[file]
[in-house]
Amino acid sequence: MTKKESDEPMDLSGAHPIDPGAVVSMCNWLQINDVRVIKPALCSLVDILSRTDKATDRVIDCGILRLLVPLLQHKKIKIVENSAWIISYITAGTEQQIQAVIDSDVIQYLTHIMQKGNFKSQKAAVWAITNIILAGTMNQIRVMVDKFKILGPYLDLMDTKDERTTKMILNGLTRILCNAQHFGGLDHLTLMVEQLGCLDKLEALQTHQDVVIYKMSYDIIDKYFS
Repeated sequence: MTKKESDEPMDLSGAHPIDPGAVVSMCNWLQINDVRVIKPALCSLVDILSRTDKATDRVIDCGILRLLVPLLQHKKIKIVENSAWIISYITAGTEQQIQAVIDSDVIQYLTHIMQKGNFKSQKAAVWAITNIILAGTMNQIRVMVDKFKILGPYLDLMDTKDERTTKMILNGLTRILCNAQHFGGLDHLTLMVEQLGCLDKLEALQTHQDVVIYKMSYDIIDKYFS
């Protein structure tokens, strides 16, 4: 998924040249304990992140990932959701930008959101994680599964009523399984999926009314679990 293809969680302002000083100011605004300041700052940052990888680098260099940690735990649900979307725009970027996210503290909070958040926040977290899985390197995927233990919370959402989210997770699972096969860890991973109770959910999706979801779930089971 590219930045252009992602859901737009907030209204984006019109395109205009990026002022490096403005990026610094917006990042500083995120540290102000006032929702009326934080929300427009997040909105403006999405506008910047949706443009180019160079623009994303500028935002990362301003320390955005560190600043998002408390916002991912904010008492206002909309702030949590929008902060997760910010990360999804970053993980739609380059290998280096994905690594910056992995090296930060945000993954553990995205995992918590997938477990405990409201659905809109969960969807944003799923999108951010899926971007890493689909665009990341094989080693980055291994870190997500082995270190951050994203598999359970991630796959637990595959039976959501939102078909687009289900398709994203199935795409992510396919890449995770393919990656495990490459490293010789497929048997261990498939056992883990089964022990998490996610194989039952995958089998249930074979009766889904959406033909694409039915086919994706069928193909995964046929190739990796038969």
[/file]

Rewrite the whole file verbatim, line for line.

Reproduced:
[in-house]
Amino acid sequence: MTKKESDEPMDLSGAHPIDPGAVVSMCNWLQINDVRVIKPALCSLVDILSRTDKATDRVIDCGILRLLVPLLQHKKIKIVENSAWIISYITAGTEQQIQAVIDSDVIQYLTHIMQKGNFKSQKAAVWAITNIILAGTMNQIRVMVDKFKILGPYLDLMDTKDERTTKMILNGLTRILCNAQHFGGLDHLTLMVEQLGCLDKLEALQTHQDVVIYKMSYDIIDKYFS
Repeated sequence: MTKKESDEPMDLSGAHPIDPGAVVSMCNWLQINDVRVIKPALCSLVDILSRTDKATDRVIDCGILRLLVPLLQHKKIKIVENSAWIISYITAGTEQQIQAVIDSDVIQYLTHIMQKGNFKSQKAAVWAITNIILAGTMNQIRVMVDKFKILGPYLDLMDTKDERTTKMILNGLTRILCNAQHFGGLDHLTLMVEQLGCLDKLEALQTHQDVVIYKMSYDIIDKYFS
């Protein structure tokens, strides 16, 4: 998924040249304990992140990932959701930008959101994680599964009523399984999926009314679990 293809969680302002000083100011605004300041700052940052990888680098260099940690735990649900979307725009970027996210503290909070958040926040977290899985390197995927233990919370959402989210997770699972096969860890991973109770959910999706979801779930089971 590219930045252009992602859901737009907030209204984006019109395109205009990026002022490096403005990026610094917006990042500083995120540290102000006032929702009326934080929300427009997040909105403006999405506008910047949706443009180019160079623009994303500028935002990362301003320390955005560190600043998002408390916002991912904010008492206002909309702030949590929008902060997760910010990360999804970053993980739609380059290998280096994905690594910056992995090296930060945000993954553990995205995992918590997938477990405990409201659905809109969960969807944003799923999108951010899926971007890493689909665009990341094989080693980055291994870190997500082995270190951050994203598999359970991630796959637990595959039976959501939102078909687009289900398709994203199935795409992510396919890449995770393919990656495990490459490293010789497929048997261990498939056992883990089964022990998490996610194989039952995958089998249930074979009766889904959406033909694409039915086919994706069928193909995964046929190739990796038969």